Thursday, November 4, 2010

Hawaii Medicaid, UnitedHealth, and the Election

With the elections over, some interesting coincidences have arisen involving unregulated donations to Republicans successfully running against Democratic incumbents,  and states that have turned over parts or all of their publicly funded programs (i.e., Medicaid and Medicare) to profit-making corporations such as UnitedHealth and Wellcare.

On November 3, Public Citizen published a report of the congressional races where unregulated third-party contributions played a role.  They found that in 58 of the 74 congressional elections where power changed hands, outside spending from unregulated sources ranged as high as $8.7 million for the new Republican senator from Illinois.

The report reminded me of something I read earlier this summer.  On July 26, The Center for Public Integrity reported that the five top profit making insurance companies were talking about forming a non-profit.  The purpose was to funnel about $20 million towards candidates who would protect their interests when the time comes to write the actual regulations for health care reform.  According to the article, one of the new association's biggest targets was going to be health reform's insistence that the companies actually spend eighty percent of the premiums collected on medical care and services.
Insurers are concerned about the new regulations because the new law mandates consumer refunds if the companies’ administrative costs are excessive.

Health Care for America Now, a coalition of consumer groups that backs the new law, last week issued a study which indicated that if the six biggest for-profit insurers were required to meet the new legal standards in 2009, they would have been obligated to pay a total refund of $1.9 billion.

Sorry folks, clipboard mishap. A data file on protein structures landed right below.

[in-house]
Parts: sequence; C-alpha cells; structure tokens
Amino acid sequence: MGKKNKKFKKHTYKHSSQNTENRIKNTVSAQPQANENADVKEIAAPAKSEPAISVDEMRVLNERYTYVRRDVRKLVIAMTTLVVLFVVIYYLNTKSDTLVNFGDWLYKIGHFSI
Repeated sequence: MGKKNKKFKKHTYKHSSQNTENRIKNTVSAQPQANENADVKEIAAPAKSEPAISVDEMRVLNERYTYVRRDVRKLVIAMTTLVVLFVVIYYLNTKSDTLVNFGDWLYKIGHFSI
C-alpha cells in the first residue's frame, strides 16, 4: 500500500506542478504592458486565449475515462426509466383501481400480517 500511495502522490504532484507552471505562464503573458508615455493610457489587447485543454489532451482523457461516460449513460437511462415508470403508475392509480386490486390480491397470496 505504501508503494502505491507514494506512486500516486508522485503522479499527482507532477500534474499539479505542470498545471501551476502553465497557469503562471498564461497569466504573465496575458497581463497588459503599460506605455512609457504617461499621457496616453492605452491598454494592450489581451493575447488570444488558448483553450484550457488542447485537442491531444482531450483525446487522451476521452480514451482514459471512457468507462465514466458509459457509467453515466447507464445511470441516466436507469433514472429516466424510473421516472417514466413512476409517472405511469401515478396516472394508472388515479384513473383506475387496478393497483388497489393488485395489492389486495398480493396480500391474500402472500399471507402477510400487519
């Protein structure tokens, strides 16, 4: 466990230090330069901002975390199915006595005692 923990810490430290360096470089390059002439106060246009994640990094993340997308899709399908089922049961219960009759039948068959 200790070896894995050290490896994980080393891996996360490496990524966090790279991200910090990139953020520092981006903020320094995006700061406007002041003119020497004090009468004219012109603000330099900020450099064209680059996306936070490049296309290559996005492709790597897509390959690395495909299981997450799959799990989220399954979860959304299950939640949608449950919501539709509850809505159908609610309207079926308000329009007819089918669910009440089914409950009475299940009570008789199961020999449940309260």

CPI identifies 71 candidates in 34 states where winning Republicans who received unregulated campaign contributions overturned incumbent Democrats.

Coincidentally, Medicaid and/or Medicare services in 33 of those states are administered by for profit health companies.  UnitedHealth alone operates Medicaid or Medicare programs in 31 of the 34 states.  The other two companies are Wellcare and Wellpoint.

Thirty of the 71 candidates were concentrated in the ten states (of 34 total) where both UnitedHealth and Wellcare operate Medicaid and Medicare programs.  These are the same two companies that have been in charge of Hawaii's Medicaid programs since February 2009.

Twenty-nine of them were in eleven states where federal Medicaid, DOJ or Civil Rights authorities have intervened since February 2009 to prevent civil rights violations stemming from Medicaid budget cuts.

UnitedHealth operates a Medicaid or Medicare program in thirteen of the total of fifteen states where federal regulators have intervened to stop civil rights violations against people with disabilities.

Hawaii's Medicaid debacle could be a view into the future if for-profit health insurance companies are allowed to continue taking over Medicaid and Medicare.